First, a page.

There are a number of video tutorials available to show how to create different model types and manage settings, and a free trial if you want to get started quickly.

There were a number of good questions in the Q&A (starting at around 38 minutes into the webinar) that exposed some of the other features and limitations of ARIS Elements. Many of these were obviously from people who are currently ARIS users, and looking to see if Elements fits into their plans:

  • Commenting by viewers is not supported
  • BPMN models can be imported
  • There is only one database (multiple databases to separate business units is a feature in ARIS Advanced/Enterprise)
  • Upgrading to a more expensive version would allow all models that were already created to be migrated
  • There is no automation of model review cycles (or any other workflow control), such as having a model reviewed by one or more others before publication; this would have to be done manually
  • There is no document storage (supporting documents can be stored directly in ARIS Advanced/Enterprise)
  • There is no process comparison (available in higher level versions)
  • Migrating from an ARIS on-premise edition to Elements could result in data loss since not all of the model types and features are supported, and is not recommended
  • There are a small number of pre-defined reports available for immediate use, but no report customization

If you look at the pricing page which also shows a feature comparison chart, you’ll see that ARIS Elements is considered the low-end edition of their cloud process modeling product suite. It’s fairly limited (up to 20 users, one database, other limitations) and is priced at 100€ (about $US110) per designer user per month and 50€ per 10 viewer users; that seems somewhat high, but they offer a broader range of model types than competitive process modeling tools, and include a shared repository for collaborative designing and viewing.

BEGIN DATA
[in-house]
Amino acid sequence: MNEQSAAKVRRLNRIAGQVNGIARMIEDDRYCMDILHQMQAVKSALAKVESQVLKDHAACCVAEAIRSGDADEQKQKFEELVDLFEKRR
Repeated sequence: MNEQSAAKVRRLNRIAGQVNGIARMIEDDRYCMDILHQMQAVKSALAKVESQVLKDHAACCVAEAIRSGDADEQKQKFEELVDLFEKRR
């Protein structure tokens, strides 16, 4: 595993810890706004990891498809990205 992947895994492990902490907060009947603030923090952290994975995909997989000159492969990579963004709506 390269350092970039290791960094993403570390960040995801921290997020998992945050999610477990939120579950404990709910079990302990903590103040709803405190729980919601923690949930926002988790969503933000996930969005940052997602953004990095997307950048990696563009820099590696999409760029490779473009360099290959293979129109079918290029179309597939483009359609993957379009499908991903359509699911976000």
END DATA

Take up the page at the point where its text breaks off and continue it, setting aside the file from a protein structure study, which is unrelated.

ARIS Elements is being positioned in an interesting space: it’s more than just process modeling, but less than the more complete enterprise architecture modeling that you’ll find in ARIS Advanced/Enterprise and competitive EA modeling products. It’s being targeted at “beginners”, although arguably beginners would not be creating a lot of these model types (although might be viewing them). Possibly they’ve had feedback that the Advanced version is just a bit too complex for many situations, and they are attempting to hit the part of the market that doesn’t need full capabilities; or they are offering Elements as a starting point with the goal to migrate many of these customers onto the Advanced/Enterprise editions as soon as they run up against the limitations.

APQC webinar: 2020 process and performance management priorities, with @hlykehogland

I listened in on a webinar today with APQC‘s Holly Lyke-Ho-Gland looking at the results of their 2020 process and performance management priorities survey (conducted in late 2019). Some good insights here, looking at the top three challenges in business process management and continuous improvement. Process modeling and mining vendors will be happy to see that the highest priority challenge in BPM is defining and mapping end-to-end processes.

She covered a number of tips and solutions to address these challenges, from points on developing end-to-end processes, how to develop a culture of continuous improvement, and governance alignment. She included a lot of great case studies and examples across all of these areas, and what type of resources and expertise is required to achieve them.